By Ren Westerman
This blog is a couple days late from when I had intended to write it, but for once there is a particular message behind it.
Anxiety seems to be more prevalent in society more than ever, especially for college students. Whether it's oriented around testing, speaking, homework, grades, or just about anything in general, there always tends to be something fogging up a student's mind. To the individual it makes sense to be worried about it. Outsiders looking in might not share that level of understanding. Personally I've been on both sides of the spectrum. I've had my own problems with anxiety as well as hearing others' experiences with anxiety.
That odd intro out of the way, I thought I'd share my philosophy on how to deal with anxiety. This will not only relate to writing; instead it will relate to anxiety in general.
So my philosophy is this.
That might not really mean a whole lot without an explanation, but there's technically more to it.
So the way I see it, you always have two options. Even if you're presented with 200 choices, you'll either accept or reject each choice. Now obviously this isn't a blanketed universal concept because sometimes anxiety isn't a circumstance of whether or not you choose to do something.
Take a test for instance. The odds are you're going to take the test one way or another. One of the things that allows test anxiety to surface is the worry of getting a question wrong or even taking it a step further and possibly failing the test. This causes individuals to panic, lose focus, lose logical reasoning, etcetera. Their overall test performance will suffer as a result of the anxiety.
After working through my own anxiety, I can't believe some of the things that caused me to have anxiety. I was an A+ / B+ student for most of my life, but I still always hated taking tests because even though I knew the material through and through, I was always afraid of the outcome of the test. I'd even lose sleep over it. As you can imagine finals week was a total nightmare. This was at least the case through my sophomore year of high school. Right around the start of my junior year I started to embrace my two word philosophy of "F*** it."
In the situation of taking tests, a lot of my friends whom I've asked that have dealt with test anxiety say the same exact thing. They panic about each and every question on the test. If you have a test of 50 or so questions, that's 50 or so instances of someone panicking over the same test. Referring to what I mentioned earlier, instead of focusing on 50 questions and worrying about each and every one of them, focus on the test as a whole. You're going to take the test and you're going to receive a grade on it. That grade is going to be one of two things. You will either pass or fail. In terms of thinking about the test, it's significantly easier to just take the test with the thought of the end outcome being either a passing or failing grade instead of questioning yourself at each and every question. I'd rather worry about two things as opposed to fifty. Your teacher / professor or what-have-you will collect the test at the end of the testing period whether you've finished the test or not.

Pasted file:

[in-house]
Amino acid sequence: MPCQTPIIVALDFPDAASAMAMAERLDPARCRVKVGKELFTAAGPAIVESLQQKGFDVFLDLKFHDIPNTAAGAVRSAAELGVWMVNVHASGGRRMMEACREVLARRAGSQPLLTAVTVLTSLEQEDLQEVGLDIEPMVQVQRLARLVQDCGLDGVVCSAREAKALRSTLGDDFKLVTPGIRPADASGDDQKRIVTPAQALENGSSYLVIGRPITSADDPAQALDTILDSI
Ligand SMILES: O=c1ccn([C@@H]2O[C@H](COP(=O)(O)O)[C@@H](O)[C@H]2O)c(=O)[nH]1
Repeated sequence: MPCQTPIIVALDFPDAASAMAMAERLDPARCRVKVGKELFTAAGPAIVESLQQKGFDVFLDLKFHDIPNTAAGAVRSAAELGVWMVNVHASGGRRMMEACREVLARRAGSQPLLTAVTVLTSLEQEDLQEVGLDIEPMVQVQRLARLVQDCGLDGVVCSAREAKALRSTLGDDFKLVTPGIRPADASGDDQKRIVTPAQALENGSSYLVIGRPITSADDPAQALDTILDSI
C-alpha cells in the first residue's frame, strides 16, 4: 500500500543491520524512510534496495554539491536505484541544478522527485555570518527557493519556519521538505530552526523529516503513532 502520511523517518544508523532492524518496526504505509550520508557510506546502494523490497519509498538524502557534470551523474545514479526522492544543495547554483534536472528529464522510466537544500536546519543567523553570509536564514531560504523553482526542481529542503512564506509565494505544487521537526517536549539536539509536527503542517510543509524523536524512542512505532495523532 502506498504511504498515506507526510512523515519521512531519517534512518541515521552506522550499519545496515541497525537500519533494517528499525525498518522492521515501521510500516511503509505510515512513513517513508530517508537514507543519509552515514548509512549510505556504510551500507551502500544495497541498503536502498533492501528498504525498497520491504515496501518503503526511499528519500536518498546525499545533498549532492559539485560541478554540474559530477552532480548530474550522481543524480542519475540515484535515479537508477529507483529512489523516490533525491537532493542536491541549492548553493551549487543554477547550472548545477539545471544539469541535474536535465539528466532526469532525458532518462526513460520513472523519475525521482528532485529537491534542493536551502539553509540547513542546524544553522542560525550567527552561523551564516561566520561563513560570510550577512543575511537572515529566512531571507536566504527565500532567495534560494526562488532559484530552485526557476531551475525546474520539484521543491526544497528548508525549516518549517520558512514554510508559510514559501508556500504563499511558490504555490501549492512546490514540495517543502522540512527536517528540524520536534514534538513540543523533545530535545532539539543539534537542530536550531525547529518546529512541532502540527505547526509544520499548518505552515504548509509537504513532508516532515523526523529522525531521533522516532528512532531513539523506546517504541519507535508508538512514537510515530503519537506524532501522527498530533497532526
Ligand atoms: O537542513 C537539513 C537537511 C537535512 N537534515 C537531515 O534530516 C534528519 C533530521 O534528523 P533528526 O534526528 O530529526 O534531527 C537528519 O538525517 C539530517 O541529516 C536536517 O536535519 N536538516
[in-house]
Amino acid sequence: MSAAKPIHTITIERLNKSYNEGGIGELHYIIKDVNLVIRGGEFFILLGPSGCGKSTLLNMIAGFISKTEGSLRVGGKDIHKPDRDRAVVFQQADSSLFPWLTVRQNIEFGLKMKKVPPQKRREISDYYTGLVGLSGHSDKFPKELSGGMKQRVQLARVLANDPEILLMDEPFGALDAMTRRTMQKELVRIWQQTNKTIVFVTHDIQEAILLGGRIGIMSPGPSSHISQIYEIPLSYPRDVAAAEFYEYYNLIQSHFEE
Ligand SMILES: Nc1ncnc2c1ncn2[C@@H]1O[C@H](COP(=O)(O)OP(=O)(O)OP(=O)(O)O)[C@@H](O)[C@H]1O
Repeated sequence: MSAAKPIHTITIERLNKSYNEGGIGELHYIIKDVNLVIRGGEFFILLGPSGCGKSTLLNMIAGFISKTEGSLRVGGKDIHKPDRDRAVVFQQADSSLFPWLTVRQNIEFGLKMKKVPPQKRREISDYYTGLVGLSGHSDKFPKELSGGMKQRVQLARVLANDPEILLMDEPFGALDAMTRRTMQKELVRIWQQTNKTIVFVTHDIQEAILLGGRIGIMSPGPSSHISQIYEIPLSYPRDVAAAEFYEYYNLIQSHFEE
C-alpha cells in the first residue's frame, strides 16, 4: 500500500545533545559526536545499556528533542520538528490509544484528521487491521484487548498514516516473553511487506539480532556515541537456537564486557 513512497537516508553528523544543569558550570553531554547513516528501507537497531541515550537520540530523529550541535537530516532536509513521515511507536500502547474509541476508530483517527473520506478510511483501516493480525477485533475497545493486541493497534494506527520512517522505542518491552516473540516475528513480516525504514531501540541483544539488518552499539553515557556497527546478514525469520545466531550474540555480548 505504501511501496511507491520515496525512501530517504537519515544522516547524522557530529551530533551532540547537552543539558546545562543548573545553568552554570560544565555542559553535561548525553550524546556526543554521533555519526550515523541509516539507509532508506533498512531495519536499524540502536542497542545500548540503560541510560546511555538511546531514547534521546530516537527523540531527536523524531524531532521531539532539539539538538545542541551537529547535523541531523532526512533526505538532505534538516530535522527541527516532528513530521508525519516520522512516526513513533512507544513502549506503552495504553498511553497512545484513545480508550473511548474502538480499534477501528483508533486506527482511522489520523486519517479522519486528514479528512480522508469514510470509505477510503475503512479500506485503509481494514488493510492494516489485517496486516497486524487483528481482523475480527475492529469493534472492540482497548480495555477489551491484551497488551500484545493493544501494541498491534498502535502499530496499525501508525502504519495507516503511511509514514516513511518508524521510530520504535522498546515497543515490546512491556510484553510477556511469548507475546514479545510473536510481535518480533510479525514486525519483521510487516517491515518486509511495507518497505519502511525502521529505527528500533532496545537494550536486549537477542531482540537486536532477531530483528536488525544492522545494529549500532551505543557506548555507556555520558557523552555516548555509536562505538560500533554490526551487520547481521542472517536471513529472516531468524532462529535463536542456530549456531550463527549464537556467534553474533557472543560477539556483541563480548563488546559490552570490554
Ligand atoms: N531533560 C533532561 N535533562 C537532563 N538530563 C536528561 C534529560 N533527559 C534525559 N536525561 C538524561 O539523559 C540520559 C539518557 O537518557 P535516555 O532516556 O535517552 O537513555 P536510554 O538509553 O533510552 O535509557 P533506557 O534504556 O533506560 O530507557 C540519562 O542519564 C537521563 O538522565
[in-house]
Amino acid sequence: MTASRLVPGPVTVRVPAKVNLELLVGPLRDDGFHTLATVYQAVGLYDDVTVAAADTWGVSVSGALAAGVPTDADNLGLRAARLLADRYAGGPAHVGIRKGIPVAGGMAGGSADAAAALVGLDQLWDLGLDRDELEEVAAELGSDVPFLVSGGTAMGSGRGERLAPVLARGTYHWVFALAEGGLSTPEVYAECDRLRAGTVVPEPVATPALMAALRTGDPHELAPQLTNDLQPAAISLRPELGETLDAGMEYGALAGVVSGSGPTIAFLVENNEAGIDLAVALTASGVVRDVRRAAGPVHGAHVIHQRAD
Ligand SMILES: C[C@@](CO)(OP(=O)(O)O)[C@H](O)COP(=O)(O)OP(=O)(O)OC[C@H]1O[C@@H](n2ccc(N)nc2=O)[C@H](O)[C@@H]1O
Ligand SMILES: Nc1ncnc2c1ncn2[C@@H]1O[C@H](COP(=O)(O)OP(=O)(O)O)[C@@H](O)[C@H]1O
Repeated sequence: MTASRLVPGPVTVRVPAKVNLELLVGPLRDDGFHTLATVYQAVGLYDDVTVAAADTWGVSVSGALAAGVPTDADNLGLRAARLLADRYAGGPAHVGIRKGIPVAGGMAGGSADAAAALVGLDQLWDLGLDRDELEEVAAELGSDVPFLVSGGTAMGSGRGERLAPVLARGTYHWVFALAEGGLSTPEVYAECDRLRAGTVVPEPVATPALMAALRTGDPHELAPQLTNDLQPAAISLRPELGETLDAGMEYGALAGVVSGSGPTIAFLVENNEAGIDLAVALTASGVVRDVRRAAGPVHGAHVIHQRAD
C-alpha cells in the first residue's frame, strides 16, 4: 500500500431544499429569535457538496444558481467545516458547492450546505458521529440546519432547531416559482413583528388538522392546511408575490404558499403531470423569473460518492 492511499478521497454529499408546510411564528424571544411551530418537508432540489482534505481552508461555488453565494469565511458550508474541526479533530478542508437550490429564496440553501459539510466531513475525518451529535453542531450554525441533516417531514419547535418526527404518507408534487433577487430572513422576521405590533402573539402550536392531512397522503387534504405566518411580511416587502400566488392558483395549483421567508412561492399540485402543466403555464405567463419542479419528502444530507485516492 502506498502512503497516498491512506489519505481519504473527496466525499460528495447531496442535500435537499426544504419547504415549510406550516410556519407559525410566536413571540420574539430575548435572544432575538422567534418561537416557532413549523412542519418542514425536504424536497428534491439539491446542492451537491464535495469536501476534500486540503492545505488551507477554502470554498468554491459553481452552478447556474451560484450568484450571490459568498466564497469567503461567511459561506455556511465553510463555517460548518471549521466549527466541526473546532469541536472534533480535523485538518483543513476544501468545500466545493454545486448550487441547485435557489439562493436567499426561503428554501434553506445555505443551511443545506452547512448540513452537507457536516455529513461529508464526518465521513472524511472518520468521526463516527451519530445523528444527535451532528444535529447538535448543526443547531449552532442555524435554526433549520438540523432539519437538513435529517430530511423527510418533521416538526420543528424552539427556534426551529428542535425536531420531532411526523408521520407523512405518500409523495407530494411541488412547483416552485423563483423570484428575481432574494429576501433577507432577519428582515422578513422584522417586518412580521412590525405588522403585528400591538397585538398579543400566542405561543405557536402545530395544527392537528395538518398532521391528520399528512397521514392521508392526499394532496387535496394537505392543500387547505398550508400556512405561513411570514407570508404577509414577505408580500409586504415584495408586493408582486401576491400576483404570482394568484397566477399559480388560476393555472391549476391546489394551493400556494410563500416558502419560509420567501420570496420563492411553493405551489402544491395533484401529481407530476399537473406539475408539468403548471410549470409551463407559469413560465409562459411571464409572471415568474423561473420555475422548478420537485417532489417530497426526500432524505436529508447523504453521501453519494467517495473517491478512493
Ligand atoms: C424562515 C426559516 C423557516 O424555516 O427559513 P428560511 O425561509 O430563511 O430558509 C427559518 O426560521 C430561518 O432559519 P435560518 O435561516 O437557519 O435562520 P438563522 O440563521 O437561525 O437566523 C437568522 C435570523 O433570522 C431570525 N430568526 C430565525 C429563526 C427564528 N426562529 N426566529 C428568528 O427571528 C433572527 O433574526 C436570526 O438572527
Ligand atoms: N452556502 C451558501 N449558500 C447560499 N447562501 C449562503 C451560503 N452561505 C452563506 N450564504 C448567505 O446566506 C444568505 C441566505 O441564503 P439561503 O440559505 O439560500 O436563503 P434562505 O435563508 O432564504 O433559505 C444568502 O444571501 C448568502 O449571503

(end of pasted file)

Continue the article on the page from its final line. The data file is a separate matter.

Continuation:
Consider this scenario. Maybe you're a writer or someone who produces some sort of creative content. There's often an insecurity felt before sharing your work with others. Let's create the scenario revolving around a small blogger. They're new to the blogging world, and they're afraid if people are going to like what they have to say. A friend of mine had a similar circumstance, and one of our discussions regarding the topic came down to this. There's still only two main options / outcomes of the situation. People are either going to like or dislike your work. If people like your work, they'll support you. If people don't like your work then they don't like your work. Now think of it like this. You have a 50/50 chance (unless you're really going to be picky and say there's going to be people that don't care either way... shhh... :D) of someone liking your work, but you have a 0% chance of getting either audience if you don't put your work out at all in fear of people not liking your work at all.
Essentially you have to look at the big picture here. Anxiety is one of those illogical process that occurs within our minds similar to phobias. Our conscience gets hung up on small little details and kicks in our instinctual behaviors which causes a sort of tunnel vision which prevents us from being able to see the bigger picture.
Honestly, "F*** it" might seem kind of crude or vulgar. If you'd prefer Shia LaBeouf's "Just Do It," it's still the same philosophy. I've gone a little further and broken it down to explain that if you break down the situation to only a couple outcomes instead of overwhelming yourself with a myriad of variables, you'll be able to move forward without nearly as much worry.